Obama can’t see the icebergs

Hon. Ernest Istook Former Republican Congressman
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President Obama could learn a lesson from this fable about a great ship.

Having received ample warning of icebergs ahead, some of the crew of the HMS Titanic proposed changing course to avoid them.

But the captain objected.

“Making that maneuver would end this cruise as we know it. It would disrupt the passengers’ peace of mind, discomfiting them as we turn and swerve, especially those below decks in steerage,” the captain told them. “There is no immediate jeopardy and I am appointing a commission to consider other options.”

The captain then activated the ship-wide public address system and announced, “This is the captain speaking. We are happy to have you aboard the greatest and most unsinkable ship ever built.

“I am told there are icebergs ahead, but as you can tell we have not hit any and we are still afloat. To avoid them will require sacrifice, but not at the expense of our passengers in steerage, who include seniors, poor children, and the disabled.

“This really has to do with two different visions of our ship’s future. Are we going to continue to invest in going full steam ahead to win that future — with an on-time arrival in a land where children are well-educated, the streets are clean, and everyone loves their neighbor?

“Are we going to live within our means as a ship, but in a way that ensures that no one is jostled about by sudden ship movements?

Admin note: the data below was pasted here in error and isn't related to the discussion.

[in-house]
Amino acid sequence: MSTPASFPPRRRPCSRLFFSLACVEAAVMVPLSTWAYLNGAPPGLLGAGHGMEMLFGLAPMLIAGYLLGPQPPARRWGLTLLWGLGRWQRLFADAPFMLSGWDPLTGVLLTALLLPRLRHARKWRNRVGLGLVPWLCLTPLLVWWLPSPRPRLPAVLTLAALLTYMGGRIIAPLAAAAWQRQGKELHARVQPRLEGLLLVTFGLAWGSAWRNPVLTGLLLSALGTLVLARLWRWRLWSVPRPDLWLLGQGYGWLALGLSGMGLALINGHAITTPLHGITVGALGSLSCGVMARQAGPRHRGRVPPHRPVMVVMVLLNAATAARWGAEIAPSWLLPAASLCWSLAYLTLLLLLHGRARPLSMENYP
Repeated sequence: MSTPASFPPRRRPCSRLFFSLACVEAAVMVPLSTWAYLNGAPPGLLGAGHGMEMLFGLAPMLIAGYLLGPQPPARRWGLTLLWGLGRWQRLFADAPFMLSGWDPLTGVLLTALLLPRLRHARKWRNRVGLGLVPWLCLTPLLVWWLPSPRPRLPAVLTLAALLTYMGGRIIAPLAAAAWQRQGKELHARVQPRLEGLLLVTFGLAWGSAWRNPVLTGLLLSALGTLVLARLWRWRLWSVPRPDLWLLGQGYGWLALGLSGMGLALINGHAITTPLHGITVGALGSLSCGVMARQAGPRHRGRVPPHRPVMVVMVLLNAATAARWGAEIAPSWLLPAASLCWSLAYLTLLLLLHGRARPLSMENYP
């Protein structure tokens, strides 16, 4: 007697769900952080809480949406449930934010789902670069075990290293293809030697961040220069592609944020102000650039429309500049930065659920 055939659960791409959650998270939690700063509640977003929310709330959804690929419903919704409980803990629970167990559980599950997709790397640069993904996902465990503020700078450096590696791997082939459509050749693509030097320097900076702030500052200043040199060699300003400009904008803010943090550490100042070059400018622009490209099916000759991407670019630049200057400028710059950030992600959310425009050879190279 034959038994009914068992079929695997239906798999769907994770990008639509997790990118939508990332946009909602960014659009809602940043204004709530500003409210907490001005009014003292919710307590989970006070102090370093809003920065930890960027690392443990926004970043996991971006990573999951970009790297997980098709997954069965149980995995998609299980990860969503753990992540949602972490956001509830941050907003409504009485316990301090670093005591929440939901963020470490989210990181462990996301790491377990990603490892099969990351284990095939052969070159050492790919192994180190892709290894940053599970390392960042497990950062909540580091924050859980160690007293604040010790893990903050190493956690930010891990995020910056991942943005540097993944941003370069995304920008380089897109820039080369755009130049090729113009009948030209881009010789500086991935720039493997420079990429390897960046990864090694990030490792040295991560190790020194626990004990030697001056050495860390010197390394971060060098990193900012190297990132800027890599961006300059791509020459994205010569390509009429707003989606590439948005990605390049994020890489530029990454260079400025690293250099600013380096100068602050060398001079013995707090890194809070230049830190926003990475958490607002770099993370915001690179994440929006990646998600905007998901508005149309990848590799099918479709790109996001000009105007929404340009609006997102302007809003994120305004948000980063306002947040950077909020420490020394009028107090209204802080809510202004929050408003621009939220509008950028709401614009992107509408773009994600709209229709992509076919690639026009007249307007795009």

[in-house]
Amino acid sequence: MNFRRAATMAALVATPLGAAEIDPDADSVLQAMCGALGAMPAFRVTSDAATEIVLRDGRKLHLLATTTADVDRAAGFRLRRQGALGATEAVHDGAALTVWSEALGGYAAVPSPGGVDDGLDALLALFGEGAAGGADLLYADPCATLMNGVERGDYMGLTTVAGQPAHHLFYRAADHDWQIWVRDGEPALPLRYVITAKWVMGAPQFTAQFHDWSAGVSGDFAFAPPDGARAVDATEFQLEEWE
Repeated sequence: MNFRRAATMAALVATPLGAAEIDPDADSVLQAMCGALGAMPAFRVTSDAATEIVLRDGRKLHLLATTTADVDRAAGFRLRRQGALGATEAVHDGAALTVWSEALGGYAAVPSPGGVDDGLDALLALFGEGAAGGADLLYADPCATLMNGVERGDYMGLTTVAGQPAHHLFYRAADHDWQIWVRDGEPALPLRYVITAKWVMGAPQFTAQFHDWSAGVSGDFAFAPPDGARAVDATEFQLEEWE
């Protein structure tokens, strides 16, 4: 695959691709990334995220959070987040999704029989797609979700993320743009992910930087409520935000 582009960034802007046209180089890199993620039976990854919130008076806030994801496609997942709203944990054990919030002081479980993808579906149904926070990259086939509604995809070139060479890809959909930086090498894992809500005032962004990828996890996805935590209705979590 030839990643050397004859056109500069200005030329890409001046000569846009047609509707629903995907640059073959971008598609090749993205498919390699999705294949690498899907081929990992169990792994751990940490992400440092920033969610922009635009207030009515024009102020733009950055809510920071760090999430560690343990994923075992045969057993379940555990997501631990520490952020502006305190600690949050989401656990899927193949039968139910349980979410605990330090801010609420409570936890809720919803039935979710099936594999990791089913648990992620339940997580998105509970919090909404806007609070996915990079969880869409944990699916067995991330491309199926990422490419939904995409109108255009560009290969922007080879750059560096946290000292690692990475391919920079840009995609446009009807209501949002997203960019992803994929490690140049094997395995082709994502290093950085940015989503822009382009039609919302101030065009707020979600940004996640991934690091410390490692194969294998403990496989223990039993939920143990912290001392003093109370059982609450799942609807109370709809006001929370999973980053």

“However, should anything go wrong, we will jettison all passengers in first-class, who don’t need our limited supply of lifeboats or life preservers and who already have enjoyed the trip enough. And to make our next trip better, I have asked for funds to bridge the Atlantic with high-speed rail.”

In similar fashion, President Obama is sailing full steam ahead with his plans, publicly ridiculing those who say we cannot afford them. In the meantime, the actuaries for Medicare report that its condition continues to worsen and its bankruptcy is getting closer. The federal government has topped out its $14.3 trillion credit line and President Obama wants to borrow more without linking it to spending cuts or reforms. While he travels in Air Force One and motorcades, his energy policies drive gasoline prices up and up. Our dependence on foreign oil increases while drilling and hiring in America suffers.

He accuses his critics of lacking vision. Obama says he prefers to be “big and bold and passionate . . . about what America can be.”

Big and bold and passionate. That description also matched the HMS Titanic.

Former Congressman Ernest Istook is a distinguished fellow at The Heritage Foundation.